What do chasing hurricanes, pizza, and Sega Genesis all have in common - apart from being the triumvirate of awesomeness for any male born before 1985? These are all part of the turnaround stories for companies that have harnessed the power of the mobile app economy to grow and even reinvigorate otherwise flailing businesses.
In 2013, the app economy was worth a staggering $25 billion, and the EU forecasts it will balloon to $81 billion by 2018 in the Eurozone alone. But while startups like SnapChat have driven growth in the area (the company was recently tagged with a $10 billion valuation), there are some businesses in non-digital spaces, like pizza delivery and weather forecasting, which have also benefitted from investing mobile applications. While many companies have added mobile apps to their stable of properties, here are five companies making a name for themselves and rebuilding their business as mobile-first.
The Weather Channel
The Weather Channel (TWC) has been a stalwart on cable and hotel TV sets since 1982. Thanks to some shrewd business deals, 100 million households subscribe to The Weather Channel in the US as of August last year. But in the same year, the network also hit a five-year low of 211,000 daily viewers, down from 273,000 in 2012.
In 2011, the company began a shift to mobile, using brands to help their users understand the weather. "If it's raining, we might feature Hunters wellies, or if it were snowing, the advertising would be relevant for severe weather, for instance insurance or car tyres," Ross Webster, TWC's Managing Director for Europe & the Middle East told the Guardian.
Today, the app has been downloaded 125 million times globally, dwarfing its domestic user base. There are 10,000 weather apps in the app store and TWC's has crushed the competition (and their own TV channel), reaching number one in the App Store's Weather chart in early 2014 and staying in the top five ever since.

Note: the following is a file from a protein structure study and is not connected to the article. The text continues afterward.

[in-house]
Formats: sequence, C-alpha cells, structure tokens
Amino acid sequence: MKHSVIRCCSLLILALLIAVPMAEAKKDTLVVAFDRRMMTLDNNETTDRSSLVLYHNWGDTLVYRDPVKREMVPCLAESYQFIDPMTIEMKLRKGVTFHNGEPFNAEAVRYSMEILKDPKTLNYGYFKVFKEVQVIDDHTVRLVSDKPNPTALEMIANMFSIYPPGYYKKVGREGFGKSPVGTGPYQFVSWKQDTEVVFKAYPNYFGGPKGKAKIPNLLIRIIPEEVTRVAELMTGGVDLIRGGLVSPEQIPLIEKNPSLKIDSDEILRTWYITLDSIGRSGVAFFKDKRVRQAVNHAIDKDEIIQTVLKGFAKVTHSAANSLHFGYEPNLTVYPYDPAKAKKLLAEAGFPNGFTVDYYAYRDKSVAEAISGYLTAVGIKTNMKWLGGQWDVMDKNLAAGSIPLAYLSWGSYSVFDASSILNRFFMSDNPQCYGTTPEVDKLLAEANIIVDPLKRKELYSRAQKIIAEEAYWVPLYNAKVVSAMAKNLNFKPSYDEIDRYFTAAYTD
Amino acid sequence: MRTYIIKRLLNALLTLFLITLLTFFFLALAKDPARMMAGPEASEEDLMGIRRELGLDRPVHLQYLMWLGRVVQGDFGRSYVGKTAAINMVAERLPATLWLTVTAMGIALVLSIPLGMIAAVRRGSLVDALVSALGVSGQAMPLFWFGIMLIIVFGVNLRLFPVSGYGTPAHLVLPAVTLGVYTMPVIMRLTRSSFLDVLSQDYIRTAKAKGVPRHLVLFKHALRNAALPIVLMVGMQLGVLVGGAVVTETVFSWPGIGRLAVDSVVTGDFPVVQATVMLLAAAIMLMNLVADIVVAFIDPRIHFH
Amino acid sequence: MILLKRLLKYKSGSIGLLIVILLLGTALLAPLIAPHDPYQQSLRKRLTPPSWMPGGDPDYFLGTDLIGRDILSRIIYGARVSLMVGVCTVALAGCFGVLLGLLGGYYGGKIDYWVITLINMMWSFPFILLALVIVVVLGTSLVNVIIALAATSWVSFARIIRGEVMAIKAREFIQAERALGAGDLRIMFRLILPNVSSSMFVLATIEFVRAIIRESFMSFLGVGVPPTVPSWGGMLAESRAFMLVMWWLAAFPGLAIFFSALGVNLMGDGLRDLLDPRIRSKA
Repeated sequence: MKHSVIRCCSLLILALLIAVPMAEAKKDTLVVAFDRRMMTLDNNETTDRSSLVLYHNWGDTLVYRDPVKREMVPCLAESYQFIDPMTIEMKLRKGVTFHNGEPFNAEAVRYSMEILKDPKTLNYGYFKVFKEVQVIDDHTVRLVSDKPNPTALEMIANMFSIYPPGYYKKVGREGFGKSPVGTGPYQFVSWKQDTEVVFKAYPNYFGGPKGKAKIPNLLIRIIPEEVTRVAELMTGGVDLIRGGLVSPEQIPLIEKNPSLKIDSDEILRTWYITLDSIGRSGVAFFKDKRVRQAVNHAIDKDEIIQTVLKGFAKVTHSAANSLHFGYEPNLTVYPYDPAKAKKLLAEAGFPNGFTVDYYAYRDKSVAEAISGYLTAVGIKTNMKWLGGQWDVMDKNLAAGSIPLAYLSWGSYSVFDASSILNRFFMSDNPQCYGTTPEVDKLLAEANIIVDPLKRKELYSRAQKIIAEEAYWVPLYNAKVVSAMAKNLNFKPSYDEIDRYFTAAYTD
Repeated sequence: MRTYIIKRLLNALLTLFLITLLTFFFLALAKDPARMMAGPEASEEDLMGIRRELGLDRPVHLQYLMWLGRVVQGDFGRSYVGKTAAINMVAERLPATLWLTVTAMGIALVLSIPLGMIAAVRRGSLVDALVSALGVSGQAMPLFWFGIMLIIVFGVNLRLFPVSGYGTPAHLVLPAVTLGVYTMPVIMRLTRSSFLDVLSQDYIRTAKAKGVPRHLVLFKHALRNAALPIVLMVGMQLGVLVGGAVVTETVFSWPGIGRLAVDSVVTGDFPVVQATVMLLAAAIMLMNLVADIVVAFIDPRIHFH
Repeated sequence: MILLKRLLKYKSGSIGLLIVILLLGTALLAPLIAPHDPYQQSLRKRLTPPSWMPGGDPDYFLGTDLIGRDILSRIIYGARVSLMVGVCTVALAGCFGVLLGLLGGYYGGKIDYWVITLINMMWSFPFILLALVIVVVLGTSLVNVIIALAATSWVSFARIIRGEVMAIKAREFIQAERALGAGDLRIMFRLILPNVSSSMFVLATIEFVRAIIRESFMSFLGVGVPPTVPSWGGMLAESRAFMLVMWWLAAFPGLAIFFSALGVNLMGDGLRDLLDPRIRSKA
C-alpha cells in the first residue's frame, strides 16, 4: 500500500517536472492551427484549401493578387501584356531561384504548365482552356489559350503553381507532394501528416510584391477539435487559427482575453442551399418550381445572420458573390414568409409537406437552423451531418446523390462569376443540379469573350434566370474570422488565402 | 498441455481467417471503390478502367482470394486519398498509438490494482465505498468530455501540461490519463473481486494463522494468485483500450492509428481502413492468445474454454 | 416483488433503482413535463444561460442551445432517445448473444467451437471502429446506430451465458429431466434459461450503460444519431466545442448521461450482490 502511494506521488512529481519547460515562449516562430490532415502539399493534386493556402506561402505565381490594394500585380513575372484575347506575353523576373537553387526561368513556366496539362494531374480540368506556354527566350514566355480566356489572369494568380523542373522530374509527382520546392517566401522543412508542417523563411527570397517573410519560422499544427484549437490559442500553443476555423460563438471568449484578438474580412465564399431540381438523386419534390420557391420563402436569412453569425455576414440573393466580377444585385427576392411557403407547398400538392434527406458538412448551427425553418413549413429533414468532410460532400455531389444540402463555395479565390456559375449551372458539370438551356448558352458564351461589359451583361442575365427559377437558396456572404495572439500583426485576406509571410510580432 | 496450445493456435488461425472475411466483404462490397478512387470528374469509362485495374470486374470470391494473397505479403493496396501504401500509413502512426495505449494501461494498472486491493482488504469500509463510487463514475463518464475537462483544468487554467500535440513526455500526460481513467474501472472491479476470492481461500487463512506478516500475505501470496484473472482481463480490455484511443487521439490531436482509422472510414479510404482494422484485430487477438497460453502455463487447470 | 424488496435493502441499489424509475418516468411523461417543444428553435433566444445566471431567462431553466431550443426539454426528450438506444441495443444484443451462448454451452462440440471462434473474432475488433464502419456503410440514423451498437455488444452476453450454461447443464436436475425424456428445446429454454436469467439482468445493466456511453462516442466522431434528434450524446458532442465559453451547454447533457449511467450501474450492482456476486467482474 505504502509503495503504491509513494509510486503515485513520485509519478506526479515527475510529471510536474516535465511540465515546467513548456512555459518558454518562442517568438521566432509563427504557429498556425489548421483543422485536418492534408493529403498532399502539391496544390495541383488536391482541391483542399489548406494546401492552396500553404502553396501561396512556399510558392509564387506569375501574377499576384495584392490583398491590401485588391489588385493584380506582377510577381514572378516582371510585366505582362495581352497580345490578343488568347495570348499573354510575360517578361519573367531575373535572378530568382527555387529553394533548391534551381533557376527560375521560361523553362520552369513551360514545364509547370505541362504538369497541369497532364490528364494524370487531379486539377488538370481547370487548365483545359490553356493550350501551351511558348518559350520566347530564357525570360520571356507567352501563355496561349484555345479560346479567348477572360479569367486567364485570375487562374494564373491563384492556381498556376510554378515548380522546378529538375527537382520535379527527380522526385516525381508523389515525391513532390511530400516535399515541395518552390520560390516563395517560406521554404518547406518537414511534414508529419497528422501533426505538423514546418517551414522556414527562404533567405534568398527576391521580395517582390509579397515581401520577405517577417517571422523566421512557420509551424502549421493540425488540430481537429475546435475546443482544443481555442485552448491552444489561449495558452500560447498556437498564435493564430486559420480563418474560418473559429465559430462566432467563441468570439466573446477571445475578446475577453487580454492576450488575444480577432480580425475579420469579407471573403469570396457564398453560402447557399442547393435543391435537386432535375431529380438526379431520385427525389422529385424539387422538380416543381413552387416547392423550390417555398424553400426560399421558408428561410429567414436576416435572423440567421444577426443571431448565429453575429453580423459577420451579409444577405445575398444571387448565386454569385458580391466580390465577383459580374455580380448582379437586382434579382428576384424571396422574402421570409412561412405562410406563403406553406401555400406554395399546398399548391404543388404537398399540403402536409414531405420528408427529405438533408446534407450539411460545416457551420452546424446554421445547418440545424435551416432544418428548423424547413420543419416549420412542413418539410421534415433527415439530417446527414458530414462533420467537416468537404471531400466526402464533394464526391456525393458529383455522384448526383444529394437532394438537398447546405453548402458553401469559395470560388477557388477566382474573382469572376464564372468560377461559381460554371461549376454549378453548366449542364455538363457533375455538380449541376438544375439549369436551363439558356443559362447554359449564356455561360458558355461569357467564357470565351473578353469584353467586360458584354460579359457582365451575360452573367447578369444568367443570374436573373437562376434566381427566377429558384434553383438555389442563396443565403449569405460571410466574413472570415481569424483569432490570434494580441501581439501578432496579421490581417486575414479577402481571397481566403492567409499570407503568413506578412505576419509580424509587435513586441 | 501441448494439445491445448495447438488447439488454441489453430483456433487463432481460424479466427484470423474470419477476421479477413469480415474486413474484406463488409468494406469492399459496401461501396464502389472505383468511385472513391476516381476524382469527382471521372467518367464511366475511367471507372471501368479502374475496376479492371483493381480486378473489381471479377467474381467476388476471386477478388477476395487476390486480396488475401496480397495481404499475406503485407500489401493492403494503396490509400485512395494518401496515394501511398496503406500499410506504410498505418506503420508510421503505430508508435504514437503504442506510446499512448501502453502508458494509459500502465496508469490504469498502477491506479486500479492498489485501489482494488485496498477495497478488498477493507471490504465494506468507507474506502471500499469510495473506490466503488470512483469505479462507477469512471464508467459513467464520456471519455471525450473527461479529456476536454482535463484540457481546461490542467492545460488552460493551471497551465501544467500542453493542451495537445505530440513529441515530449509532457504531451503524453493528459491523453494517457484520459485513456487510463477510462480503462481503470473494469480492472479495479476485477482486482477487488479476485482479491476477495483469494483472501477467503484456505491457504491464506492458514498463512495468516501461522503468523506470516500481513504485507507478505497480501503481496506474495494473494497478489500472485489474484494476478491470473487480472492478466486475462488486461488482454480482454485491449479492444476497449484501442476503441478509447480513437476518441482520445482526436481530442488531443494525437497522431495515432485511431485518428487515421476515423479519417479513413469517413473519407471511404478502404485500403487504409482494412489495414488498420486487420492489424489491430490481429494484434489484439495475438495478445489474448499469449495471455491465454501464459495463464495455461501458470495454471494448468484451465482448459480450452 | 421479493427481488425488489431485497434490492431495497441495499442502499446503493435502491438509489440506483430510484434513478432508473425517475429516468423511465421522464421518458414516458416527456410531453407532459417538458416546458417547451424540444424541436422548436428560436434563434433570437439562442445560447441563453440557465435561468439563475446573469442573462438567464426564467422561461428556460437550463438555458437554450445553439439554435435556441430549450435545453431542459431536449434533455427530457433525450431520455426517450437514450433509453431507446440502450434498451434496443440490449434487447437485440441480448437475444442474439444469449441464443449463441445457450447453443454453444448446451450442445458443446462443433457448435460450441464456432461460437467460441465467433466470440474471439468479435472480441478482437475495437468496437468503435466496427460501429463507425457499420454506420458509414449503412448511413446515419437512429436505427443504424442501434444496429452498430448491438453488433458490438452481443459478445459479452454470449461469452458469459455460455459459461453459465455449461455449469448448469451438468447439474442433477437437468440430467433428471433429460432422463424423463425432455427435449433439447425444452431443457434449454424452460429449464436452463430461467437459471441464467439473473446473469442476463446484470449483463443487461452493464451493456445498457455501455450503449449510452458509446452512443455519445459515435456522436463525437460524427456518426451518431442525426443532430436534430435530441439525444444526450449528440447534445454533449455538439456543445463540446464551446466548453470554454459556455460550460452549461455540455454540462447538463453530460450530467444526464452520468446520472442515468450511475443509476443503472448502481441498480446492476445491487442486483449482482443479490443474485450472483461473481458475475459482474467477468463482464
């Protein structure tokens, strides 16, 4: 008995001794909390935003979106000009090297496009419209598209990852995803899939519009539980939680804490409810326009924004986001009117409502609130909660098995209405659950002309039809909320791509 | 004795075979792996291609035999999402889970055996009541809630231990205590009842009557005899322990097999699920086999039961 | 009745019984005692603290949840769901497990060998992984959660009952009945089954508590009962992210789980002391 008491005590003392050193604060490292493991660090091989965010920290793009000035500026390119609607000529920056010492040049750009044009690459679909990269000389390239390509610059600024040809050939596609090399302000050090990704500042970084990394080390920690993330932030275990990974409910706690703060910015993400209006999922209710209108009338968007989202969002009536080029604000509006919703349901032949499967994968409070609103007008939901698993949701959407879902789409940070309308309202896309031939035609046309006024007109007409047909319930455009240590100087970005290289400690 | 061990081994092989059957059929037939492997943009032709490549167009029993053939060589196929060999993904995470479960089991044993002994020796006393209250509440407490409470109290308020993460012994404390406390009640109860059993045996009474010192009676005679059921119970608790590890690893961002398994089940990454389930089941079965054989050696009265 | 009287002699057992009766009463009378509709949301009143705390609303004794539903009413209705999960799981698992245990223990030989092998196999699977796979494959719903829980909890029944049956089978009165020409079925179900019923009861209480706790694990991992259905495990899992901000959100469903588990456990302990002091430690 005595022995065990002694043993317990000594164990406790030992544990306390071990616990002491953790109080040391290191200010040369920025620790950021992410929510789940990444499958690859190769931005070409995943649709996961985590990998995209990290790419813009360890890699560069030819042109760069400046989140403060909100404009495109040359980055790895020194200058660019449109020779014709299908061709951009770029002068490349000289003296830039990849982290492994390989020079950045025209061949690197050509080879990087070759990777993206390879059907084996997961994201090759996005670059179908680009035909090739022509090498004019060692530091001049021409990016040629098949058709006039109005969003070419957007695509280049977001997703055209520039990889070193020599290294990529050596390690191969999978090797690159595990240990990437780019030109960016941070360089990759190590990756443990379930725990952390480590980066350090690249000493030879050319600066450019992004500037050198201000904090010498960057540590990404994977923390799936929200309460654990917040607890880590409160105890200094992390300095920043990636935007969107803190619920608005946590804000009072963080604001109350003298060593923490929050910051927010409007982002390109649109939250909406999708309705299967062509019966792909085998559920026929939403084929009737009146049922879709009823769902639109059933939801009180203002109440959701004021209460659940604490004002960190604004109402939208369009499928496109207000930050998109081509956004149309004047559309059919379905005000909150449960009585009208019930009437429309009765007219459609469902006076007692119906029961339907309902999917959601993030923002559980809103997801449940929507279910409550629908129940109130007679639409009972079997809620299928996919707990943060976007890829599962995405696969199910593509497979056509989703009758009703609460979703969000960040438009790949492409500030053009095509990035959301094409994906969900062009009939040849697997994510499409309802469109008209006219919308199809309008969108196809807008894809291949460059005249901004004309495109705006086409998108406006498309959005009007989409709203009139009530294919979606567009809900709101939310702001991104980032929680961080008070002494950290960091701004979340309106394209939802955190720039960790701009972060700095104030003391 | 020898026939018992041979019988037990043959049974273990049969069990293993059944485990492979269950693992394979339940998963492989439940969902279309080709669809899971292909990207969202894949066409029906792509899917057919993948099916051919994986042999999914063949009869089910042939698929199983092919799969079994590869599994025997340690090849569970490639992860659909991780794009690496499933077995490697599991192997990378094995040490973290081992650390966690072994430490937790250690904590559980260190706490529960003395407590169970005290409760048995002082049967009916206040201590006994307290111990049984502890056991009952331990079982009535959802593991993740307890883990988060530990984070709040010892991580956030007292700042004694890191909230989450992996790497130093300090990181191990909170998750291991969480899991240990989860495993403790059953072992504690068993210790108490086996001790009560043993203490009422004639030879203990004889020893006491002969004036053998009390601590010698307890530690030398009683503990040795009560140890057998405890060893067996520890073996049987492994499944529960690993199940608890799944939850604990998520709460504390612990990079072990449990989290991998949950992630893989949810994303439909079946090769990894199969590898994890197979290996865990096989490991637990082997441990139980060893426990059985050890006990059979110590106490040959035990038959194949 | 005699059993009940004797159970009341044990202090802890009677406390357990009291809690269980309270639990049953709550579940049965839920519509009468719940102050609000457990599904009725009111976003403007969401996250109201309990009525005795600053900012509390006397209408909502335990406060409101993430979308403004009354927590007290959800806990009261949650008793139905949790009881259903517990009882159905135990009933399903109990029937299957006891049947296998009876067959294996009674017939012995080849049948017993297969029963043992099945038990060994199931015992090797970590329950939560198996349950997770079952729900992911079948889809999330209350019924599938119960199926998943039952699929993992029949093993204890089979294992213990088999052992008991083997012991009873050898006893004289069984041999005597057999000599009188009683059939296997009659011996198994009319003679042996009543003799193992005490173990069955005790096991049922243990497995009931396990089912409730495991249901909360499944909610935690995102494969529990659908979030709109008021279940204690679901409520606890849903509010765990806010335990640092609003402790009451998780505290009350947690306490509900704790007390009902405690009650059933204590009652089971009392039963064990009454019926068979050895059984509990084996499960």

SEGA has existed in some form or another since 1940, which makes it downright prehistoric in terms of tech companies. The company didn't hit its peak until the 1980s, when it created iconic games like as After Burner, Out Run, Altered Beast, Shinobi, and Golden Axe. Sonic the Hedgehog, which formed a cornerstone in many of our childhoods, didn't appear until 1991. During its golden age, Sega sold 30 million Sega Genesis (Mega Drive outside the US) units worldwide and held a monstrous 55% of the home gaming market.
Since then, however, the company entered a seemingly inexorable decline. Things got so bad that in 1999, SEGA decided to leave the hardware space altogether. Despite the downturn, SEGA shifted its focus to producing games like Super Monkey Ball under its mobile wing, SEGA Alliance, which headed straight to the top of the iOS charts upon release.
"We've been working with Apple in handheld gaming before there was an iPhone," Director of Developer Relations Ethan Einhorn told Edge online. The drip-feeding of its huge library of legacy titles onto iOS, and later, Android, has resuscitated the Japanese game maker.
SEGA, on the other hand, jumped out of the hardware business and jumped into bed with the next generation of consoles: smartphones. SEGA works with third-party shops to help develop, distribute and even promote it wares. While profits are down for its heyday, at least it's alive and profitable!
The renowned American pizza delivery chain has crushed its competitors lately. Since Domino's CEO went on air to tell consumers he didn't think their pizzas tasted very good in 2009, shares in the company have grown by 750%, compared to 193% for Papa John's and a moderate 93% for Pizza Hut's owner YUM Brands. In 2012, Domino's opened its 10,000th store and out of the 99 countries the franchise operates in, its pizza-sales dominate 70 of those markets. At the same time, Domino's has the dominant mobile app in its space.
According to Domino's British franchises, sales from mobile devices have increased 102% year-over-year. Worldwide, that has amounted to 6 million downloads of its mobile apps and a consistent ranking among the top 15 apps in the lifestyle rankings in the Apple App Store and Google's Play store. As a result, Domino's now generates more than $2 billion of its global digital sales through its apps, roughly 35% of the company's total profits. Meanwhile, Pizza Hut is being warned by its biggest franchisee that its slow march towards digital is damaging sales.